Saturday, March 5, 2011

The Storm

Talk of the storm began early last week. Like in any small town, the weather report seems to leak in from all sides. There are murmurings at the cafe of the gathering grey; then, a day later, the more bold make dire predictions, announce absurdly low altitudinal snow levels (like white in San Franciso); but then, the next day, others—in silent retort—will swear the whole thing off, and insist the weather will veer off north, or peter out on the coast, or only bring rain.

Thursday brought cold; the kind where even the normally indestructible Leo was found sitting by the wood stove at the construction site, explaining that it hurt his hands to work in the un-insulated bathroom next door. I had arranged weeks before—before these murmurings of storm—to drive the winter pigs to Reno that day, to a USDA slaughter and butcher, but had had to cancel early that morning for fear that the snow that was promised on Donner Pass, some seven thousand feet, would be dangerously un-passable in a trailer. Hoping to accomplish some task, I scheduled an oil and lube for the afternoon.

I sat and drank a coffee as I waited for my truck and after half an hour looked up out of my page to see a blanket of white. Suddenly, folks at the restaurant were taking orders to go they’d originally sent in to stay. Others piled up against the windows. Others still, ominously assured us we’d have time before it stuck on the roads. I closed my book and paid my check, anxiously hoping they’d have finished with my truck.

I made it home alright, but that was about all I did for the remainder of the day. By dinner there were six inches. By ten the power was out. By morning there was knee-deep, howling, impenetrable snow. As I spent most of that next day huddled in front of my propane oven—door open, four-hundred degrees—with a head-lamp to read in the dark trailer and dirty dishes piling up (powerlessness on this property means that the electric space heater obviously does not flip on and that the water, whose pressure is generated from a pump, runs dry from the faucets) I got to feeling grateful I hadn’t procured yet any of my spring animals. I feel confident imagining that trying to pasture in twenty inches of snow would be unpleasant both for the farmer and for his sheep.

Tim has asked me a handful of times over the Winter if I’d yet thought of a name for the new farm—the farm we’ve hereto called Rocker, out of uncreative simplicity. I have finally now begun to think of one in earnest: “Locust Springs Farm.” There was Black Locust Farm, Locust Meadow Farm, Locust Meadow Ranch, Honey Locust Farm, Red Rock Farm, etc.; but now, Locust Springs. “Locust,” because that is the tree our farm is built on—a veritable Gibraltar—harvested from the hills of Nevada City and used in our fence and our future pole-barn. “Springs,” to acknowledge the land’s distinctive wetness—the creeks, ponds, and runoffs that have come flowing—seemingly overnight—from the farm’s northern hill after all these rains and snow. Folks have commented that the name sounds rather bleak. I, perhaps stubbornly, with a mind of a tree-harvester, contend the name reminds me less of Moses and his plagues than it does of the gorgeous black-wooded posts that line our wet, Spring fields.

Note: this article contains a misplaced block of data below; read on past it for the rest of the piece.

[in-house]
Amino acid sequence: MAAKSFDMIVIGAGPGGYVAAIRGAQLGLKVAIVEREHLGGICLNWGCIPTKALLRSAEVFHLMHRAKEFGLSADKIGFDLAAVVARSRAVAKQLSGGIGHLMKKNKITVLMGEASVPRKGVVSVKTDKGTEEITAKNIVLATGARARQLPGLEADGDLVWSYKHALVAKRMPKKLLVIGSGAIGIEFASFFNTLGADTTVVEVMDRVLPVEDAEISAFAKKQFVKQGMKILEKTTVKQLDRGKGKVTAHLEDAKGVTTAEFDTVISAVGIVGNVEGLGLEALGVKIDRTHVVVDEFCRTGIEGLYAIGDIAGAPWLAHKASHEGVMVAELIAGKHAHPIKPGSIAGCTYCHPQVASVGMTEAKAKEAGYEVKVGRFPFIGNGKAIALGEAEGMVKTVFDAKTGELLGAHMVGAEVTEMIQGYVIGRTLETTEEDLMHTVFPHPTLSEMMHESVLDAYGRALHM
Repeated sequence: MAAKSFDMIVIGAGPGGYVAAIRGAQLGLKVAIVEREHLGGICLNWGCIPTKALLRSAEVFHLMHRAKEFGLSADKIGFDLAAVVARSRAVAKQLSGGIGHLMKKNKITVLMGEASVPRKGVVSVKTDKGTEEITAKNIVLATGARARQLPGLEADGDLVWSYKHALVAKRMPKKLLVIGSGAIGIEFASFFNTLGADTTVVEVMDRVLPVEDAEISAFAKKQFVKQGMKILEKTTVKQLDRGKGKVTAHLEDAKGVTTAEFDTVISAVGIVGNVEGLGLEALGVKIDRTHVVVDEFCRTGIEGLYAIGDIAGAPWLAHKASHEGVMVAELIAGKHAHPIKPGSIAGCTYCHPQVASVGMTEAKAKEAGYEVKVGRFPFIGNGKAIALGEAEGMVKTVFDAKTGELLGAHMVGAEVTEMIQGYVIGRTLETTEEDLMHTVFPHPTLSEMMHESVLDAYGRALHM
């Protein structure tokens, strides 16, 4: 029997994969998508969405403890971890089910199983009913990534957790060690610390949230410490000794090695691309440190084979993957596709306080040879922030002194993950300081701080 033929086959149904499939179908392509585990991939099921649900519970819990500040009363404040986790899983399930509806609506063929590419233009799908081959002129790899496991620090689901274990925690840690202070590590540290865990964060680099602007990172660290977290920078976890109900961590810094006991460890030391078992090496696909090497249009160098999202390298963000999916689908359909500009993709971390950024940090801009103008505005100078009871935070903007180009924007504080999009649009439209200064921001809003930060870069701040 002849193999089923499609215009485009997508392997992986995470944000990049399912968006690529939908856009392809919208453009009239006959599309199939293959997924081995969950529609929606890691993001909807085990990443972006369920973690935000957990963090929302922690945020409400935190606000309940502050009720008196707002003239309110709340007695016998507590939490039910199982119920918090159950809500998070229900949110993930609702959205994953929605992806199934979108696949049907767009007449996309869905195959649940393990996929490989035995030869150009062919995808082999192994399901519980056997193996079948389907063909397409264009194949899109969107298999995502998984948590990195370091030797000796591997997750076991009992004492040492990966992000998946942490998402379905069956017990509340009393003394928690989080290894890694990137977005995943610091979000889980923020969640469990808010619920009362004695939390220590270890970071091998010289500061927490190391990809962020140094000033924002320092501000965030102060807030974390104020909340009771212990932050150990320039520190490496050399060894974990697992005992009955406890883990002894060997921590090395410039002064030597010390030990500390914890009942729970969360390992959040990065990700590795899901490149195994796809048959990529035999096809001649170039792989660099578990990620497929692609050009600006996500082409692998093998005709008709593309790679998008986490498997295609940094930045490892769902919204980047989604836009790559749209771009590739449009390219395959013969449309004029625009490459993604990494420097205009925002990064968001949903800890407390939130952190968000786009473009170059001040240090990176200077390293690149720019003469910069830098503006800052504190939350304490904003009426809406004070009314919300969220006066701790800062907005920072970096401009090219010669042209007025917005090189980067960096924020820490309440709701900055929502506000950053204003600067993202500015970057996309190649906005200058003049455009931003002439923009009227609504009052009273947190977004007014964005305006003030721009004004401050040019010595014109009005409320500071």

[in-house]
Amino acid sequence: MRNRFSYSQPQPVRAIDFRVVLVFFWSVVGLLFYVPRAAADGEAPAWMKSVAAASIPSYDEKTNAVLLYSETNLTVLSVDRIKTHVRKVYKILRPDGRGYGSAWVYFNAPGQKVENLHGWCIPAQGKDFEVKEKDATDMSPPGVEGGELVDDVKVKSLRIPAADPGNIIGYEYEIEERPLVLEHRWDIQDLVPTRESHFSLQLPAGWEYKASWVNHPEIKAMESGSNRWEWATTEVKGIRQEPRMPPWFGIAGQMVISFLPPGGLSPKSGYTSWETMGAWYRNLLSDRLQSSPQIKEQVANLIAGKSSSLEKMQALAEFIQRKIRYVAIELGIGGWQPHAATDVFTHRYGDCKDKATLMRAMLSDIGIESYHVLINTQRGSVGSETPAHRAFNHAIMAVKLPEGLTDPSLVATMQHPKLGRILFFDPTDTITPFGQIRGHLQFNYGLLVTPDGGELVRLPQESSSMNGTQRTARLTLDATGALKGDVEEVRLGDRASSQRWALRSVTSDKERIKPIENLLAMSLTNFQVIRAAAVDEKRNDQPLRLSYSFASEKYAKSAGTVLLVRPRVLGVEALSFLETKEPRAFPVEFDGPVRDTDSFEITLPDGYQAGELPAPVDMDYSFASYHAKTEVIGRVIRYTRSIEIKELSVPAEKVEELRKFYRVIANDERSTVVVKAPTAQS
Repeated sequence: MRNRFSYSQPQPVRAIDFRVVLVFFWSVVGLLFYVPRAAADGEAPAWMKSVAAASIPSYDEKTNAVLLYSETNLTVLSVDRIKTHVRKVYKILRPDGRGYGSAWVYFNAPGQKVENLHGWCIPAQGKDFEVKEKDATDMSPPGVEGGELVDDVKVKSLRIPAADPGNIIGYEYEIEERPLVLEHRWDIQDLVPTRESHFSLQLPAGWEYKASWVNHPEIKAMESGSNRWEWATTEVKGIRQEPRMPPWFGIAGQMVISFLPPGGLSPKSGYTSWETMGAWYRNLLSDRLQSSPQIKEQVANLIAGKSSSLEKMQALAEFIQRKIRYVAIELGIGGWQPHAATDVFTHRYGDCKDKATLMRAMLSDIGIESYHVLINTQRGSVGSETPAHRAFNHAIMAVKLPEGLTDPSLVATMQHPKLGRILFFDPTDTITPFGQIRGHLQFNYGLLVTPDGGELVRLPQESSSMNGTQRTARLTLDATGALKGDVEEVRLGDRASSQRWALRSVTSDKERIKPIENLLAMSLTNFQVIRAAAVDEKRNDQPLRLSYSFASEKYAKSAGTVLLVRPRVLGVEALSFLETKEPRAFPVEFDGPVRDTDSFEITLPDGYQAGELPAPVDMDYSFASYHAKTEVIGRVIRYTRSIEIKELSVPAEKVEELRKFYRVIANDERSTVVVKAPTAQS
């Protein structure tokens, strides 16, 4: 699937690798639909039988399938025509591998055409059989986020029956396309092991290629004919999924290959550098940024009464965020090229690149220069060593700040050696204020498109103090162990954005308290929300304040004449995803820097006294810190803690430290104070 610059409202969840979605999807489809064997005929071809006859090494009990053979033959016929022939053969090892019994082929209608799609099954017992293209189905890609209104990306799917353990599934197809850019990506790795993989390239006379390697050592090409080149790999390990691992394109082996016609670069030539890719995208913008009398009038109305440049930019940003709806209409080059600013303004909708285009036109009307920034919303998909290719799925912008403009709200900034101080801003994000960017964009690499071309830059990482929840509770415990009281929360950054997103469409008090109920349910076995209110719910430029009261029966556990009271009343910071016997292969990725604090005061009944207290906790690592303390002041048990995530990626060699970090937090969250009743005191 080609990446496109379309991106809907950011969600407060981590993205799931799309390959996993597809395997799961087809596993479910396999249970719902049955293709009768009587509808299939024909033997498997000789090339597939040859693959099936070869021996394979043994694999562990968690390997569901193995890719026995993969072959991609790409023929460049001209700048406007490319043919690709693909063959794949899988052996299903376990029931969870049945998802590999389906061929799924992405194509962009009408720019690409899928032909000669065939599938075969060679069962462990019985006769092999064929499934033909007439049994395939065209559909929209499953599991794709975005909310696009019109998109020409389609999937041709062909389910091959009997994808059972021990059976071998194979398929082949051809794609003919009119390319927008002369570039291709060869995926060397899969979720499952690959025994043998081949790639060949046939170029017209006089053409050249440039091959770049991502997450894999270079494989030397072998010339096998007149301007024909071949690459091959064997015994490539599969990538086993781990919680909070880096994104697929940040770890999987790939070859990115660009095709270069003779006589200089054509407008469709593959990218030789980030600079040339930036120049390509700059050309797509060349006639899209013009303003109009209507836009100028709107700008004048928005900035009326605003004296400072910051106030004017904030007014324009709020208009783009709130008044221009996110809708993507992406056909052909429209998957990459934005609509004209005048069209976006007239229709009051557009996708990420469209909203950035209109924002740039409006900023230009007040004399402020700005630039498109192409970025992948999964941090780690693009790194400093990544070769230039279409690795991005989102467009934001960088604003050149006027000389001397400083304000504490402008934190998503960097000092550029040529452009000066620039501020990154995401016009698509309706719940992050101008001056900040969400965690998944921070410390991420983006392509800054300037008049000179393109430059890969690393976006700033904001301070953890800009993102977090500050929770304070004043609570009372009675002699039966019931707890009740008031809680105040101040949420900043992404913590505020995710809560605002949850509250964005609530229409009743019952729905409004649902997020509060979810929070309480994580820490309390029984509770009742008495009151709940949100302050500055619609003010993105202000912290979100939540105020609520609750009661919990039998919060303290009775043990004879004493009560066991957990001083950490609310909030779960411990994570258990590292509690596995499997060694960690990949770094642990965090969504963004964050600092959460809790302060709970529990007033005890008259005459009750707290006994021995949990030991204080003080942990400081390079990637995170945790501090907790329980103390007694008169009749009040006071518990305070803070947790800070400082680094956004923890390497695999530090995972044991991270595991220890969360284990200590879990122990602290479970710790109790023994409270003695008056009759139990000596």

Tuesday, February 22, 2011

In The Beginning

I suppose the most difficult part is in knowing how to begin: a report and a farm.

Serious discussions between the property owner, Richard Ellers, and Living Lands Agrarian Network concerning the meadow off Red Dog Road began sometime in late August. There was to be much inchoate dialogue and many rambling walks through the parcel in the weeks that followed. The property was truly raw: to even have a look-around one had to park his truck in a wide spot of Rocker Road, which ran along the parcel’s western edge, pull back a thick layer of pine boughs on the roadside and wind through thick, downed logs and a damp gully before he would emerge upon the meadow. There was no access by road, no usable fence, no structures, electricity, or water. By late October, however, some concrete plans had been laid to bring a road into the property from the northeastern edge off Red Dog Road.

Work commenced the first week in November. There, as Autumn approached, we dawned hedge trimmers and weed-whackers and chainsaws to rip and slash and saw our way through thirty feet of a willow thicket to push our road through. Fencing supplies—some three thousand dollars worth—were ordered and delivery was arranged. Immediately, however, the going was slow. Rain and scheduling conflicts delayed our tractor and our gravel, and the Thanksgiving holidays promised to make none of us feel much like working, with our full bellies and holiday spirit.

Road-building is a job for heavy tractors and fifteen-ton trucks. Most afternoons I stood aside, observing, waiting for the moment human hands might become useful. Truckload after truckload of rock came from the quarry and slowly the tractor scraped it across the edge of our pasture, carving out a road. First, the trucks brought large, four-inch rock; this was the preliminary layer intended to lodge and hold in the grass and soil. Next came two-inch rock, which was spread over this base of larger rock to lock and give us a drivable surface. None of us, not even our road-builder, had any appreciation for how soggy the ground was: the muddy brown seemed to eat each successive truckload of rock: tons were poured and yet the road developed no firmness. This bottomless wet was adding to our cost and our schedule. Finally, after one hundred and thirty-five tons of rock were laid, we had the skeleton of a sturdy road, which stretched four hundred feet from the roadside down into the glade where we planned to build our pole-barn.